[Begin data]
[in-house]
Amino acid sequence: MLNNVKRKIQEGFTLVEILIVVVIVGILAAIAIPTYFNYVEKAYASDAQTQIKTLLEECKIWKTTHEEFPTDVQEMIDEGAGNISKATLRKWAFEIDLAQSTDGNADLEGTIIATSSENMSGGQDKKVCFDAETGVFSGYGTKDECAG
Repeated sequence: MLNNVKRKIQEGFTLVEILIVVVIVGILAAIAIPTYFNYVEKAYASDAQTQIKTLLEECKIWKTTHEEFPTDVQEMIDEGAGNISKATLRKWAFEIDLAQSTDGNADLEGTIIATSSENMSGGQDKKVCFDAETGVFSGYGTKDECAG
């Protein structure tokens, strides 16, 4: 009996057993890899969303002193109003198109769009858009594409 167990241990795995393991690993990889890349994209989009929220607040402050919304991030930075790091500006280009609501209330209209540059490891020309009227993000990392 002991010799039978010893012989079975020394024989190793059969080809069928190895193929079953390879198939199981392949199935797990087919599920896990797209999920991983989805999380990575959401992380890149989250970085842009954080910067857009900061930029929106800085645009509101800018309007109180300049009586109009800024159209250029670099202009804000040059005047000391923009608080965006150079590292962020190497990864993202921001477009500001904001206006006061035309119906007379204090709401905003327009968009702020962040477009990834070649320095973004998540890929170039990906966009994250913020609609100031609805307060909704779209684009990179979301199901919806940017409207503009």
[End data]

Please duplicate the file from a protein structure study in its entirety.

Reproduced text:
[in-house]
Amino acid sequence: MLNNVKRKIQEGFTLVEILIVVVIVGILAAIAIPTYFNYVEKAYASDAQTQIKTLLEECKIWKTTHEEFPTDVQEMIDEGAGNISKATLRKWAFEIDLAQSTDGNADLEGTIIATSSENMSGGQDKKVCFDAETGVFSGYGTKDECAG
Repeated sequence: MLNNVKRKIQEGFTLVEILIVVVIVGILAAIAIPTYFNYVEKAYASDAQTQIKTLLEECKIWKTTHEEFPTDVQEMIDEGAGNISKATLRKWAFEIDLAQSTDGNADLEGTIIATSSENMSGGQDKKVCFDAETGVFSGYGTKDECAG
């Protein structure tokens, strides 16, 4: 009996057993890899969303002193109003198109769009858009594409 167990241990795995393991690993990889890349994209989009929220607040402050919304991030930075790091500006280009609501209330209209540059490891020309009227993000990392 002991010799039978010893012989079975020394024989190793059969080809069928190895193929079953390879198939199981392949199935797990087919599920896990797209999920991983989805999380990575959401992380890149989250970085842009954080910067857009900061930029929106800085645009509101800018309007109180300049009586109009800024159209250029670099202009804000040059005047000391923009608080965006150079590292962020190497990864993202921001477009500001904001206006006061035309119906007379204090709401905003327009968009702020962040477009990834070649320095973004998540890929170039990906966009994250913020609609100031609805307060909704779209684009990179979301199901919806940017409207503009």